COVID-19 Response and Updates

boy on couch with tabletWIDA’s Response to COVID-19

During the COVID-19 pandemic, WIDA is taking measures to maintain service to our educators in a safe and practical way. WIDA is working with each of the 40 member states, territories and federal agencies of our domestic consortium to determine their specific plans relative to screening (including temporary remote alternatives) and assessment. WIDA also continues to work with WIDA Early Years member states and WIDA International School Consortium members to continue to best serve these communities.

WIDA remains committed to supporting educators, multilingual children and their families during this difficult time, and always. The following includes the latest updates on WIDA’s response to COVID-19 as well as resources for the WIDA community.

Top Updates

Updated July 13

  • WIDA Travel: WIDA has cancelled travel through 2020 and continues to work remotely. As part of UW-Madison, WIDA is following the guidance put together by the university in their “Smart Restart” plan for returning to campus.
  • WIDA Annual Conference: Recently, WIDA made the difficult decision to cancel the in-person 2020 WIDA Annual Conference in response to the impact of COVID-19. WIDA explored several options to hold the conference virtually, but has ultimately decided not to move forward with a virtual WIDA Annual Conference due to the uncertainty around the upcoming school year. Save the date for the 2021 WIDA Annual Conference planned for October 26-29, 2021 in Louisville, Kentucky.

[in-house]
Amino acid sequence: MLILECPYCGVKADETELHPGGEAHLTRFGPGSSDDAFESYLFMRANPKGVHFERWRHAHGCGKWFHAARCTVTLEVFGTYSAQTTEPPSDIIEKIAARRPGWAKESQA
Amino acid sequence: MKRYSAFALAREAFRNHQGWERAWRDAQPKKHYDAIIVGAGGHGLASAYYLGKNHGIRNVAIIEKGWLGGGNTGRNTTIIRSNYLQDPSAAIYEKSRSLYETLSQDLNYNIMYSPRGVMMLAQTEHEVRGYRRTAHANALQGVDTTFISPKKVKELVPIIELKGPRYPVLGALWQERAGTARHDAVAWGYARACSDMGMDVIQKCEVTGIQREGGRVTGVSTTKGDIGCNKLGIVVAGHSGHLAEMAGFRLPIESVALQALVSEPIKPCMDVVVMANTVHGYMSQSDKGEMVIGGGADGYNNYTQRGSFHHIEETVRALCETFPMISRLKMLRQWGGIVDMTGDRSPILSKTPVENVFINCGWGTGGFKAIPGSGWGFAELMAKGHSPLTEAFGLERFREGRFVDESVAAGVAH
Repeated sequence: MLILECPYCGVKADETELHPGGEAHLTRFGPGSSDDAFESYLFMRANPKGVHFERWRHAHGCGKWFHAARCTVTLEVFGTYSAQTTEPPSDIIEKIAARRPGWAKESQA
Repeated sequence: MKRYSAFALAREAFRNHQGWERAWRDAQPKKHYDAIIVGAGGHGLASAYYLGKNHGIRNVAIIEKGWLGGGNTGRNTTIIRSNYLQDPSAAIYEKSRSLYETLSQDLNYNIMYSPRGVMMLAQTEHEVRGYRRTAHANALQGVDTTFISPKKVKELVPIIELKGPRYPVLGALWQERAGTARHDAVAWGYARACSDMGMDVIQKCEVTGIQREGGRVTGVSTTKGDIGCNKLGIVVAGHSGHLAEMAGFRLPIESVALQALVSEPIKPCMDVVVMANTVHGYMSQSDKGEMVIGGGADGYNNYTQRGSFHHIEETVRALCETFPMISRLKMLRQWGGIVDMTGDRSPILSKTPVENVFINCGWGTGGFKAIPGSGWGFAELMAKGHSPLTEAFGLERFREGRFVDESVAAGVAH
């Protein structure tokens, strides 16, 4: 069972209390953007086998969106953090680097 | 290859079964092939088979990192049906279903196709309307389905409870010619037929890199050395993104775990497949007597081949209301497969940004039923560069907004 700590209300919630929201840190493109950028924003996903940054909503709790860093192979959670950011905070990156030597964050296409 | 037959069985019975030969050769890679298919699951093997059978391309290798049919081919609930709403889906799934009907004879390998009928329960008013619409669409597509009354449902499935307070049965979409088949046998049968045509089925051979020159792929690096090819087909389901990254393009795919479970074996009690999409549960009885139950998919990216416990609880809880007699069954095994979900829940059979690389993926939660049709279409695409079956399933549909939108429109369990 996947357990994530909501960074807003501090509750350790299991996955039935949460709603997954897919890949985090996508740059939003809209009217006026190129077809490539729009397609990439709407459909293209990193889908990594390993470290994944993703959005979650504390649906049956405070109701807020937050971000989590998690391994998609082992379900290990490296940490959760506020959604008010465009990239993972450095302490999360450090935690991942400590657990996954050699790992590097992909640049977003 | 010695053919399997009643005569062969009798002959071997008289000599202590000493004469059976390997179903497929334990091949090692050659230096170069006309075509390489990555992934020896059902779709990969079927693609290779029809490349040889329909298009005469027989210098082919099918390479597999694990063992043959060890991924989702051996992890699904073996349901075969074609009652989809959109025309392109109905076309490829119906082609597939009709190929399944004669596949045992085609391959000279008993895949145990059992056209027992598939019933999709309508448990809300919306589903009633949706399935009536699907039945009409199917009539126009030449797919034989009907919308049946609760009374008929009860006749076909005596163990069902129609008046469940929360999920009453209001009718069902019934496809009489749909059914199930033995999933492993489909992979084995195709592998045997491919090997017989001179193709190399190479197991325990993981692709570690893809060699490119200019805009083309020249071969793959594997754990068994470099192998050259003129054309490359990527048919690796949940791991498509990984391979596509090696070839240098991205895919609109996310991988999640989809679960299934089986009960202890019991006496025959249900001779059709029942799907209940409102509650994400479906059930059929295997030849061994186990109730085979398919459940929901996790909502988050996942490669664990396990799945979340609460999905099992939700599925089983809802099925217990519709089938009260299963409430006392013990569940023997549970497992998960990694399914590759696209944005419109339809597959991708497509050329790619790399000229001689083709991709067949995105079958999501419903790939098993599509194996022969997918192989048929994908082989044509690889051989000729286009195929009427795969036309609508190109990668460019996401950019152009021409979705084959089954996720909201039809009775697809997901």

• WIDA ELD Standards: WIDA is finalizing development of the WIDA ELD Standards, 2020 Edition. Due to the impact of COVID-19 on schools and communities around the world, WIDA is reviewing the timeline for the release of the 2020 Edition.
  • WIDA Social Media: WIDA is using Twitter and Facebook as a place to connect with the WIDA community. New WIDA Facebook groups have been established for educators to connect and share resources: the WIDA Educator Exchange and Supporting Success for Multilingual Learners with Disabilities.

Resources

Tips for Parents and Families

Educator Connection and Collaboration

WIDA Staff Recommended Resources

  • WIDA accommodations and accessibility experts share tips and information that aim to help multilingual students with disabilities find success in the virtual classroom.
  • The WIDA Focus Bulletin: Technology in the Classroom provides educators with support as they think critically about the ways different sorts of media and tech tools can help facilitate language development in their contexts.
  • The National Science Teachers Association is offering opportunities for students to do science through distance and home learning with their Daily Do, and also offers interactive eBooks.  
  • The Center for Applied Linguistics offers Online Learning Resources.
  • Ellevation Education Distance Learning is a new, free resource that includes K-12 research-based activities to support multilingual learning in a distance learning environment that includes videos and podcasts.
  • iCivics is a digital education organization with games and resources that are free for teachers, students, and parents. Six iCivics games have built-in supports for multilingual learners with the option to play in Spanish. 
  • Lessons and guides by Teaching Tolerance help educators facilitate meaningful discussions around racism, bias, and stereotypes.  Teaching Tolerance also provides an excellent guide for educators and students alike to learn how to “Speak Up” when faced with xenophobic or racist remarks. 
  • Draw me Safe: Coloring and Conversation help families and caregivers talk about how to stay safe and well during a pandemic. 
  • Newsela provides accessible text available in five different reading levels. 
  • UW-Madison faculty collaborated with scholars from across the country to create DREME's At-Home Early Math Learning Kit for Families. These downloadable kits include English and Spanish versions.

Mental Health and Staying Well

WIDA does not advocate for or endorse any of these technologies for instruction. Schools, districts and states are responsible for making choices about appropriate and applicable technologies and products.